Govt Agency Director Linked to Number Plate Scam Fired Silently

  • John Akoten, former Anti-Counterfeit Agency acting CEO.
    John Akoten, former Anti-Counterfeit Agency acting CEO.
    File
  • A government agency director was silently fired from his job after it emerged that he was linked to a fake number plates scam.

    A report by Daily Nation on Sunday, October 25, indicated that John Akoten was fired from his position as the acting Executive Director of the Anti-Counterfeit Agency (ACA).

    This was after it was reported that Akoten was accused of taking part in a fake number plates scam in 2016 when he allegedly faked a number plate for his official car.

    The embattled official was removed from the position late last month and replaced by Fridah Kaberia.

    Two vehicles with similar number plates at Nairobi County Police headquarters on November 19, 2018.
    Two vehicles with similar number plates at Nairobi County Police headquarters on November 19, 2018.
    File

    Kaberia is expected to hold the acting position for six months before the scheduled date when the agency is expected to merge with two others - e parastatal reforms.

    "As the acting Executive Director, Kaberia will provide leadership by overseeing the overall corporate strategy and seamless service delivery in the fight against counterfeits for six months pending the finalisation of the merger of Kenya Industrial Property Institute, Kenya Copyright Board and the Anti-Counterfeit Agency," read a memo in part.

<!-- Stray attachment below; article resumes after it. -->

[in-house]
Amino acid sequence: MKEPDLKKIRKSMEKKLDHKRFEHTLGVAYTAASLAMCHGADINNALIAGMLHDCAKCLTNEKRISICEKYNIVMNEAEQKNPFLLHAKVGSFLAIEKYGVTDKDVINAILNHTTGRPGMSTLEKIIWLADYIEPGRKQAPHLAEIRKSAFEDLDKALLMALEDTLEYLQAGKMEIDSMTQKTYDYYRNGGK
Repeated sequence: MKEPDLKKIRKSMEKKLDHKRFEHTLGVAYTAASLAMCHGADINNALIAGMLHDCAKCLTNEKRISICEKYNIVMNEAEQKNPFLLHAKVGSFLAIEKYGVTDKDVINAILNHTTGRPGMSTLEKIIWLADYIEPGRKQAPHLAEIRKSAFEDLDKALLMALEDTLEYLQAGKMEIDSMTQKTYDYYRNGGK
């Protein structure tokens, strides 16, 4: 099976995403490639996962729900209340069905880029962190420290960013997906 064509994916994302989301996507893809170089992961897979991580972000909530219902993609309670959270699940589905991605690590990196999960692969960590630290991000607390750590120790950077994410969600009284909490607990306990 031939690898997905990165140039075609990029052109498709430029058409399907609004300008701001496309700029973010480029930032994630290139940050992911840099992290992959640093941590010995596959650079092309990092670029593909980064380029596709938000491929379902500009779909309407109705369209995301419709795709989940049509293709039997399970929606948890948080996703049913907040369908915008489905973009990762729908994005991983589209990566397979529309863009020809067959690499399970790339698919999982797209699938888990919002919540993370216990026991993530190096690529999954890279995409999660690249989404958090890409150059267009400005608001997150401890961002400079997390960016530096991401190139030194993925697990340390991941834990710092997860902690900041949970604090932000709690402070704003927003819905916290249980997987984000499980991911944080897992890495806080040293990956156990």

Akoten had been appointed to the position after former boss Elema Halake went on terminal leave.

    Notably, in 2016, Akoten was embroiled in a controversial fake number plates scandal that saw him overlooked and Halake promoted to CEO ahead of him.

    Having served as Deputy Director at the ACA, he was almost certain to take up the top post prior to the number plates scandal.

    Akoten's fake number plates saga made headlines in December 2016, when his government-issued Volkswagen Passat was involved in an accident.

    The accident raised alarm as the car had civilian number plates instead of the blued coded plates reserved for vehicles owned by parastatals.

    Court proceedings, later on, revealed that Akoten had allegedly given his driver Ksh2,500 to buy and fix the fake plates on his government-issued car. It later emerged that the plates were forged in a shop along Kirinyaga Road, Nairobi.

    Kenya's Anti-Counterfeit Agency (ACA) officials marking the World Anti-Counterfeiting Day(WACD) in Nairobi on June 26, 2018.
    Kenya's Anti-Counterfeit Agency (ACA) officials marking the World Anti-Counterfeiting Day(WACD) in Nairobi on June 26, 2018.
    File